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01.12.2019 | Research | Ausgabe 1/2019 Open Access

Journal of Cardiovascular Magnetic Resonance 1/2019

Cardiovascular magnetic resonance-guided right heart catheterization in a conventional CMR environment – predictors of procedure success and duration in pulmonary artery hypertension

Journal of Cardiovascular Magnetic Resonance > Ausgabe 1/2019
Daniel S. Knight, Tushar Kotecha, Ana Martinez-Naharro, James T. Brown, Michele Bertelli, Marianna Fontana, Vivek Muthurangu, J. Gerry Coghlan
Wichtige Hinweise

Electronic supplementary material

The online version of this article (https://​doi.​org/​10.​1186/​s12968-019-0569-9) contains supplementary material, which is available to authorized users.
Vivek Muthurangu and J. Gerry Coghlan contributed equally to the manuscript and should be considered joint last authors.

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Cardiovascular magnetic resonance imaging (CMR) is valuable for the investigation and management of pulmonary artery hypertension (PAH), but the direct measurement of pulmonary hemodynamics by right heart catheterization is still necessary. CMR-guided right heart catheterization (CMR-RHC) combines the benefits of CMR and invasive cardiac catheterization, but its feasibility in patients with acquired PAH has not been established. The aims of this study are to: (1) demonstrate the feasibility of CMR-RHC in patients being assessed for PAH in a conventional diagnostic CMR scanner room; (2) determine the predictors of (i) procedure duration, and (ii) procedural failure or technical difficulty as determined by the adjunctive need for a guidewire.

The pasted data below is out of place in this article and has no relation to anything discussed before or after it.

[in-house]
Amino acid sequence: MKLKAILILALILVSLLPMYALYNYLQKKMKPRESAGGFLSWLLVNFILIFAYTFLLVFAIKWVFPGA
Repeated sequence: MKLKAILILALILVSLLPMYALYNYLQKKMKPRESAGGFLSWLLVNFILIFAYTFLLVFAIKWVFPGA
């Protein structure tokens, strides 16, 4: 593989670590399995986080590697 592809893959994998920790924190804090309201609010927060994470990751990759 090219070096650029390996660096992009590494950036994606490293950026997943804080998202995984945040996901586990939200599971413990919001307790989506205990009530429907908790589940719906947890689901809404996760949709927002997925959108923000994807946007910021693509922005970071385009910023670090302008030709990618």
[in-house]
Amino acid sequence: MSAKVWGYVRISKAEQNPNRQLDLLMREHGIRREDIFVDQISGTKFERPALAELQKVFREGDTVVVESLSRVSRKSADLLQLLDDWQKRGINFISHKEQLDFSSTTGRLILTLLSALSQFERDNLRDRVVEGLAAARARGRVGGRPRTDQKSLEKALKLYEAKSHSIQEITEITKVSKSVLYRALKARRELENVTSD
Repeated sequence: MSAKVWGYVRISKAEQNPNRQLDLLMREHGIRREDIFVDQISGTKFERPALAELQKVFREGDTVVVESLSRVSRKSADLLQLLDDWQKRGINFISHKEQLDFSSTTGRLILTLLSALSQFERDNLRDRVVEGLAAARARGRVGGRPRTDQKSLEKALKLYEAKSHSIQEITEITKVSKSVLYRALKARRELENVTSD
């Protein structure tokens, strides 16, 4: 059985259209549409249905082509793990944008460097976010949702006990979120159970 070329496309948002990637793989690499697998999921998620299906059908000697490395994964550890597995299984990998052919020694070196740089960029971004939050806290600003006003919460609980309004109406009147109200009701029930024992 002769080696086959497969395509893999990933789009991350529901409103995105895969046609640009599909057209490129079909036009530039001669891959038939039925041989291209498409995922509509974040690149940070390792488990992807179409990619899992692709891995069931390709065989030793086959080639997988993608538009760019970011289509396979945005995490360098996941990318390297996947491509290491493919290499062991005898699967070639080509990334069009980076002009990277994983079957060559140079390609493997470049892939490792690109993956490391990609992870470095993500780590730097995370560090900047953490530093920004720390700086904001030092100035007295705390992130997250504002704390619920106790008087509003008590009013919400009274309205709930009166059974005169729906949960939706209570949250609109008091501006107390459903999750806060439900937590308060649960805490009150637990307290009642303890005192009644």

Fifty patients investigated for suspected or known PH underwent CMR-RHC. Durations of separate procedural components were recorded, including time taken to pass the catheter from the femoral vein to a stable wedge position (procedure time) and total time the patient spent in the CMR department (department time). Associations between procedural failure/guidewire usage and hemodynamic/CMR measures were assessed using logistic regression. Relationships between procedure times and hemodynamic/CMR measures were evaluated using Spearman’s correlation coefficient.


A full CMR-RHC study was successfully completed in 47 (94%) patients. CMR-conditional guidewires were used in 6 (12%) patients. Metrics associated with guidewire use/procedural failure were higher mean pulmonary artery (PA) pressures (mPAP: OR = 1.125, p = 0.018), right heart dilatation (right ventricular (RV) end-systolic volume (RVESV): OR = 1.028, p = 0.018), RV hypertrophy (OR = 1.050, p = 0.0067) and RV ejection fraction (EF) (OR = 0.914, p = 0.014). Median catheter and department times were 3.6 (2.0–7.7) minutes and 60.0 (54.0–68.5) minutes, respectively. All procedure times became significantly shorter with increasing procedural experience (p < 0.05). Catheterization time was also associated with PH severity (RV systolic pressure: rho = 0.46, p = 0.0013) and increasing RV end-systolic volume (RVESV: rho = 0.41, p = 0.0043), hypertrophy (rho = 0.43, p = 0.0025) and dysfunction (RVEF: rho = − 0.32, p = 0.031).


This study demonstrates that CMR-RHC using standard technology can be incorporated into routine clinical practice for the investigation of PAH. Procedural failure was rare but more likely in patients with severe PAH. Procedure time is clinically acceptable and increases with worsening PAH severity.
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